|Many of the victims of Saturday's bombing were women and children, the UN said [courtesy VOA]
Afghan officials have raised the death toll to 38 people following a suicide bomb attack at a hospital in Afghanistan.
The UN said the hospital's maternity ward was badly damaged in Saturday's blast, and many of the victims were women and children.
Dozens of people were also wounded, officials said. Estimates of the casualties, which included patients and medical staff, varied widely as chaos enveloped the facility in Azra district of eastern Logar province, which is just south of capital Kabul.
The bomber had been driving an "SUV packed with explosives," officials said.
"The target of the blast is not clear but what is obvious is that a hospital was attacked and civilians were killed ... The casualties are all patients, their visitors and relatives and hospital personnel," Deen Mohammad Darwish, a spokesman for the Logar provincial government, said.
Mohammad Zaref Nayebkhail, the provincial health director, said the death toll could be significantly higher than initial estimates as many people had come to the scene quickly after the blast and removed the bodies of their relatives.
President Hamid Karzai and his government strongly condemned the attack.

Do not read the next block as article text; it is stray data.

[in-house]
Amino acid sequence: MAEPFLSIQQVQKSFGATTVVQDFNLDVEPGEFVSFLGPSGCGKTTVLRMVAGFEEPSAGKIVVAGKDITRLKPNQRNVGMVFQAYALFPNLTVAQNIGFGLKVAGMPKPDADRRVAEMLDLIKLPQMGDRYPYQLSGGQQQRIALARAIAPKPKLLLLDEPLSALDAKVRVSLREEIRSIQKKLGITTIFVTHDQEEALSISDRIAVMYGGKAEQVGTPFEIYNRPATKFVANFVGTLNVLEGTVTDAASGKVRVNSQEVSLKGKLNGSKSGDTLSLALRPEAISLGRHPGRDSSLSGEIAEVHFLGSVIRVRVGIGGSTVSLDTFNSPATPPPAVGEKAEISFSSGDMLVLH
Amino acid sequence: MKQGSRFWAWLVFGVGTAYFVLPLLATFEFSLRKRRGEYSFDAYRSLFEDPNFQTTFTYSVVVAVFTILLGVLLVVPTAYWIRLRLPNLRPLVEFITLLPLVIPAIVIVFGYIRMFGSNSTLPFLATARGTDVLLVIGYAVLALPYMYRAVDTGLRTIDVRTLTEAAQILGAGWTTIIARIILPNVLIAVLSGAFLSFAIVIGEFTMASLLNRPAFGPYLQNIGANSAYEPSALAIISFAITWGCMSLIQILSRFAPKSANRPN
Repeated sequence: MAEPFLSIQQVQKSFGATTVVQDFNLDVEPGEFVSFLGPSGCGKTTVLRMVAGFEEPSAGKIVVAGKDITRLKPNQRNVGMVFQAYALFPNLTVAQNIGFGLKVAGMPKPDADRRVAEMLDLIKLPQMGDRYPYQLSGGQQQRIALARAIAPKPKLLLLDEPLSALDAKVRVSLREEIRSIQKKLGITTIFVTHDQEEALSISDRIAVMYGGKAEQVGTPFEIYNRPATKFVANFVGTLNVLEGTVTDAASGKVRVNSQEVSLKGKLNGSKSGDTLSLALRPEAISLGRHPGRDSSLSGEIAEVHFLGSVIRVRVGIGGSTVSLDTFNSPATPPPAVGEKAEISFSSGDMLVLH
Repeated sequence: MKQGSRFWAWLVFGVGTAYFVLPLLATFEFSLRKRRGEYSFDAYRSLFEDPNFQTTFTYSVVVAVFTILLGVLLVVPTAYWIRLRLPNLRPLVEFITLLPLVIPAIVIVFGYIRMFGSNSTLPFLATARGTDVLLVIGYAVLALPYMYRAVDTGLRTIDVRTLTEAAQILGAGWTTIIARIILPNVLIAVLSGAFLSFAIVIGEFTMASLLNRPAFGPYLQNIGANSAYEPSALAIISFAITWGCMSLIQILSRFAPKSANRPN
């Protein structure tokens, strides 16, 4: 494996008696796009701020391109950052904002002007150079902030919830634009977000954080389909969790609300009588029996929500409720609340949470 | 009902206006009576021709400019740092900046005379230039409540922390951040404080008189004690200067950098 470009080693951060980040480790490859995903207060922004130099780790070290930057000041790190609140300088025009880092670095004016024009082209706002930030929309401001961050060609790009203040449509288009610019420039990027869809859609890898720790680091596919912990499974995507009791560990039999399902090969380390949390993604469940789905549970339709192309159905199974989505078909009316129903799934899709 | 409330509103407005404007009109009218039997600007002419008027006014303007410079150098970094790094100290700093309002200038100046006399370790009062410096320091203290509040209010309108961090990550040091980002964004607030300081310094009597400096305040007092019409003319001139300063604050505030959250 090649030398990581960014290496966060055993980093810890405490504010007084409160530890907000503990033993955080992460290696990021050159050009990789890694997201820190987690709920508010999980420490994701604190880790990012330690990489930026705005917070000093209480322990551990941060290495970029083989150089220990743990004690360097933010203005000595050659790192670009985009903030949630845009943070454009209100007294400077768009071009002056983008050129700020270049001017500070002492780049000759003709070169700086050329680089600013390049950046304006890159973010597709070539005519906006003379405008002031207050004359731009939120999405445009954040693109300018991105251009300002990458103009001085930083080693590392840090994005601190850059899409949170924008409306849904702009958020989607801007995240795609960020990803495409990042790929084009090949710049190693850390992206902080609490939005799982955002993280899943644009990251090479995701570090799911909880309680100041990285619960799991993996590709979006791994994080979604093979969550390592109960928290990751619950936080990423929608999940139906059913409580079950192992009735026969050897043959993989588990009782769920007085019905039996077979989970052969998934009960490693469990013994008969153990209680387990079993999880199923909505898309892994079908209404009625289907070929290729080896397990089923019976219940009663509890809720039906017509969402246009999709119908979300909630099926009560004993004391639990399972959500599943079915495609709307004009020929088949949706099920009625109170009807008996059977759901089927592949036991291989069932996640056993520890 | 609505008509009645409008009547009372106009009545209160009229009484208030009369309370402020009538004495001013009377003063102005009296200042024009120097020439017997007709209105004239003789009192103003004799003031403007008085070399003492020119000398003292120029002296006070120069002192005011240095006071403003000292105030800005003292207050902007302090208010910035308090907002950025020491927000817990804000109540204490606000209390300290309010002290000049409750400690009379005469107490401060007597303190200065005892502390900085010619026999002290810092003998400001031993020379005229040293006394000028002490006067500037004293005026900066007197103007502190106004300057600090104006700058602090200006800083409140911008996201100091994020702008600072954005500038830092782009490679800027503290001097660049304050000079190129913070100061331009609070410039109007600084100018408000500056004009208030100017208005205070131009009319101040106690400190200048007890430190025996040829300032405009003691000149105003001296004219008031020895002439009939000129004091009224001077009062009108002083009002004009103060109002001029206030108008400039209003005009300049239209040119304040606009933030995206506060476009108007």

"Our health centres are not the place of political and military activities and our staff do not engage in political activities," said Dr Soraya Daleel, Afghanistan's minister of public health.
"This is an inhumane action and we condemn it," she said.
Taliban spokesman Zabihullah Mujahid denied responsibility for the attack. "We condemn this attack on a hospital ... whoever has done this wants to defame the Taliban," he said.
Saturday's attack came as Afghan President Hamid Karzai told a counterterrorism summit in Iran that despite his government's efforts, extremist violence was on the rise in both his country and the region.
"Unfortunately, despite all the achievements in the fields of education, infrastructure and reconstruction, not only has Afghanistan not yet achieved peace and security, but terrorism is expanding and threatening more than ever Afghanistan and the region," he told the opening session.
|The UN says 76 per cent of civilian casualties in 2010 were caused by anti-government fighters
On Friday, 10 people were killed by a bicycle bomb, which went off in a busy bazaar in Khad Abad district of the northern province of Kunduz.
Earlier this week, US President Barack Obama announced that 33,000 US forces would leave Afghanistan by the end of next summer.
All foreign combat forces are due to pull out of the country by the end of 2014. There are currently up to 150,000 foreign forces in Afghanistan, including around 99,000 from the US.
Some analysts fear that Afghan security forces may struggle to contain violence, which has reached record levels, as withdrawals start to get under way.
Nearly 2,800 civilians were killed in Afghanistan last year, according to the UN.